Aaron Bugaj – Biosphere 2: A Case Study
Aaron Bugaj, Research Specialist, Landscape Evolution Observatory, Biosphere 2, University of Arizona
Biosphere 2 is the largest closed ecosystem ever created. A hybrid eco-technical system, the facility was originally designed as a long-term laboratory for studying global ecology and for advancing technologies for long-term space life support systems. The design of this large sealed mesocosm consisted of five distinct biomes including a rainforest, savannah, desert, ocean, and marsh plus an agricultural area for growing crops and a human habitat that housed eight “Biospherians” in its initial 2-year human closure experiment. While locked inside, the crew planted, raised, harvested and cooked their own food, recycled their own wastes, maintained their infrastructure, tended and studied the natural biomes. The crew experienced a multitude of challenges including increased carbon dioxide, depleted oxygen levels, low crop yields resulting in low caloric intake, internal tension within the crew, and external tension between management staff. While the closed human experiment phase of Biosphere 2 has long been over, the facility is now used for modern day geoscience and ecosystem dynamics experiments at landscape scales using the existing infrastructure and climate control capabilities from the original design.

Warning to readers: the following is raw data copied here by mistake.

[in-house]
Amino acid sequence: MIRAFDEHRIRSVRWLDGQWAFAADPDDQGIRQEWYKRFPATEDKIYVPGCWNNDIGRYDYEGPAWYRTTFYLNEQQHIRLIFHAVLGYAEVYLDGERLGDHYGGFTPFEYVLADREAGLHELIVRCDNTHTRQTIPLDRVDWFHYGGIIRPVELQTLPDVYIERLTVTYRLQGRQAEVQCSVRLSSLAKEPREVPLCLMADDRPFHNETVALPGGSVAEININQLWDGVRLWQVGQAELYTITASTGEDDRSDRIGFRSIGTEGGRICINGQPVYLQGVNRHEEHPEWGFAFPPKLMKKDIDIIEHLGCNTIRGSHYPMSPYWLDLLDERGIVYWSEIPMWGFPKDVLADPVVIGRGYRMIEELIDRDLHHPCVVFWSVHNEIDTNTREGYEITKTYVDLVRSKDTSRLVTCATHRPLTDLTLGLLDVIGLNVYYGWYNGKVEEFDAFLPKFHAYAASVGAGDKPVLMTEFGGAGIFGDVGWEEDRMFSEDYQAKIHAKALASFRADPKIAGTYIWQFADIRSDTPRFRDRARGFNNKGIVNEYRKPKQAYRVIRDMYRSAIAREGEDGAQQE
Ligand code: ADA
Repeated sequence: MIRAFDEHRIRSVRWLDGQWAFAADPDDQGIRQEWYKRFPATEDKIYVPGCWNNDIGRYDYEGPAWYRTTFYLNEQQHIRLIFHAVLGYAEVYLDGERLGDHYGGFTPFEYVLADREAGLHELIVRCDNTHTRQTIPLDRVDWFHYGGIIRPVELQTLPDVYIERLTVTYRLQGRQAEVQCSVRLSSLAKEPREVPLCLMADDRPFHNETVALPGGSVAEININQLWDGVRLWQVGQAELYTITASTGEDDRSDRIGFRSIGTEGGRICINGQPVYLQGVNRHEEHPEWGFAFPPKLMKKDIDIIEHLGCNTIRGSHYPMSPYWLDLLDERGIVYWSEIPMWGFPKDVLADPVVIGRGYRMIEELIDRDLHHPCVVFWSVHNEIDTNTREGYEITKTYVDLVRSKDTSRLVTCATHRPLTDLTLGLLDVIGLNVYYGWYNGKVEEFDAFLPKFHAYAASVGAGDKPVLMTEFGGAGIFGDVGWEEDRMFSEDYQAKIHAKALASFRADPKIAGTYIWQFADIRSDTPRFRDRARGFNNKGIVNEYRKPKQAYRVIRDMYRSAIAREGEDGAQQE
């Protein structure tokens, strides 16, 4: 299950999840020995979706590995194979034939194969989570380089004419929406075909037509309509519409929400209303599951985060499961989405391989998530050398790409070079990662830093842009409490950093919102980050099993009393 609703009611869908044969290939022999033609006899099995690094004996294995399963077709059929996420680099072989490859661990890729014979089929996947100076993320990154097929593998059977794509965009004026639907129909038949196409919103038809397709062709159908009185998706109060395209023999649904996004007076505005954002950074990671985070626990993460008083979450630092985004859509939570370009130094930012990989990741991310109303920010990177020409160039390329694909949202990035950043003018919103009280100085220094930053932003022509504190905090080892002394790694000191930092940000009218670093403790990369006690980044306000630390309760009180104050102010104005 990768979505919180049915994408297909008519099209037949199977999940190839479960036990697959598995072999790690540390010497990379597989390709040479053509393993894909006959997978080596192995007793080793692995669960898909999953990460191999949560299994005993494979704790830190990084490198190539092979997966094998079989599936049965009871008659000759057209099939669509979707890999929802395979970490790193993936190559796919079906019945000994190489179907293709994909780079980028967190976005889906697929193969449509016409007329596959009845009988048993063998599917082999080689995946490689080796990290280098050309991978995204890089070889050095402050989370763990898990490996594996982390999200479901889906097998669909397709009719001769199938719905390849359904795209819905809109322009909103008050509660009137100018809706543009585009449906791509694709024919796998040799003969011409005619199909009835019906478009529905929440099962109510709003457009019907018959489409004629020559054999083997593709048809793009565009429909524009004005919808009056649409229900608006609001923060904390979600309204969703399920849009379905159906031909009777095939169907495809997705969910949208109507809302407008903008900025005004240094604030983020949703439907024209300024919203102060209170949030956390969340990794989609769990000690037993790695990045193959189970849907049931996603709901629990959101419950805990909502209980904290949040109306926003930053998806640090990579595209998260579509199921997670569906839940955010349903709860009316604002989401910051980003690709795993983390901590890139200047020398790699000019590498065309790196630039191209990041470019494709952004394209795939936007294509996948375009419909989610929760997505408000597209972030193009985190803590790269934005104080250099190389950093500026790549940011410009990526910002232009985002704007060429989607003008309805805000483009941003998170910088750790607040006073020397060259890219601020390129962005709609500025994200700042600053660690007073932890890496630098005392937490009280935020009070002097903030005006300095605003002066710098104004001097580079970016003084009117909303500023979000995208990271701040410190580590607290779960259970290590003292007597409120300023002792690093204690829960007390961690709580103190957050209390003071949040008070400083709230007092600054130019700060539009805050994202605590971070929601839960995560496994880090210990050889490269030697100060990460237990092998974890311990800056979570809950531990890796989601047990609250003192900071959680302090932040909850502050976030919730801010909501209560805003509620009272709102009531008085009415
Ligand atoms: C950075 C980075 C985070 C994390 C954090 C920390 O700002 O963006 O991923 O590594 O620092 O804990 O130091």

Today, as a case study, Biosphere 2 can serve as a looking glass into the complex socio-ecological systems that we encounter within our own natural biosphere, allowing us to shed light on the same contradictions and challenges that we run into when we attempt to steer and manage our own complex systems from within. How do our systems interventions compromise and undermine the self-organization of the system as a whole? Is that something we can anticipate before we intervene? What principles can Biosphere 2 teach us for the design and management of novel, synthetic living systems?
While the closed human experiment phase of Biosphere 2 has long been over, the facility is now used for modern day geoscience and ecosystem dynamics experiments at landscape scales using the existing infrastructure and climate control capabilities from the original design.
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